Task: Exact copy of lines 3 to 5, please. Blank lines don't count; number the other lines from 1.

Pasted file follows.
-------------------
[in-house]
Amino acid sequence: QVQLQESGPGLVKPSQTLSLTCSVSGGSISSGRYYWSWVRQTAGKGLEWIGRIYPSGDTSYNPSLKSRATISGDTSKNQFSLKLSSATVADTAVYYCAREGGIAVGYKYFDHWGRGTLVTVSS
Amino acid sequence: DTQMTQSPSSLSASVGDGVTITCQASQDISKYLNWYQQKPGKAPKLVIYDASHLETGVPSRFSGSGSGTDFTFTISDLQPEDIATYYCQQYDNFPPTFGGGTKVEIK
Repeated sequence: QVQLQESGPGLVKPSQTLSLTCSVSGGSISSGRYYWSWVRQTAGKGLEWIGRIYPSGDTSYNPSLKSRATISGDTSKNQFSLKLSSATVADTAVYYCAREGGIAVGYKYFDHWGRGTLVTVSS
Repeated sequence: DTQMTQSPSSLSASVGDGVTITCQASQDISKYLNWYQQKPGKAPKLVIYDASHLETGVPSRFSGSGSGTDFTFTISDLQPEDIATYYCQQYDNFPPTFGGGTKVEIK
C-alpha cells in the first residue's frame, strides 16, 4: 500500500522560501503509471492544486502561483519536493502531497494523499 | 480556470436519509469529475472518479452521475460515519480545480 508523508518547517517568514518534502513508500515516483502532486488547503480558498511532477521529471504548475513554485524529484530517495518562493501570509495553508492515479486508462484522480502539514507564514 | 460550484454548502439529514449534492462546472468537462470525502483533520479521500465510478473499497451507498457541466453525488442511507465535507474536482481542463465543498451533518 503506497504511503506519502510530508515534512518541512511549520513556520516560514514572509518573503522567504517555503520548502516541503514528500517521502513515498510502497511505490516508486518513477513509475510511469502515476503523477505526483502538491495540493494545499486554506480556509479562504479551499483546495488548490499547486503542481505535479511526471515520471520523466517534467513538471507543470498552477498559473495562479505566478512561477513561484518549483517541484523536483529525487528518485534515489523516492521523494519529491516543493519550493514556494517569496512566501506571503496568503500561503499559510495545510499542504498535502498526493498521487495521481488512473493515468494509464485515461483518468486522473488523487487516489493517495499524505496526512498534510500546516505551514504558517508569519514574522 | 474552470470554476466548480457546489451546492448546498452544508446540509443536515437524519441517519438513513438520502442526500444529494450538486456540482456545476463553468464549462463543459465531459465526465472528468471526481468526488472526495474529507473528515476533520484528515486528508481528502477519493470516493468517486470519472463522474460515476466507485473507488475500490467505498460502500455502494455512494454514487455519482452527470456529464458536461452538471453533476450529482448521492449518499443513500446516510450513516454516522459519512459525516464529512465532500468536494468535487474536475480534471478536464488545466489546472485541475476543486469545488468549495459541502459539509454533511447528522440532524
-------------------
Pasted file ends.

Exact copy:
Amino acid sequence: DTQMTQSPSSLSASVGDGVTITCQASQDISKYLNWYQQKPGKAPKLVIYDASHLETGVPSRFSGSGSGTDFTFTISDLQPEDIATYYCQQYDNFPPTFGGGTKVEIK
Repeated sequence: QVQLQESGPGLVKPSQTLSLTCSVSGGSISSGRYYWSWVRQTAGKGLEWIGRIYPSGDTSYNPSLKSRATISGDTSKNQFSLKLSSATVADTAVYYCAREGGIAVGYKYFDHWGRGTLVTVSS
Repeated sequence: DTQMTQSPSSLSASVGDGVTITCQASQDISKYLNWYQQKPGKAPKLVIYDASHLETGVPSRFSGSGSGTDFTFTISDLQPEDIATYYCQQYDNFPPTFGGGTKVEIK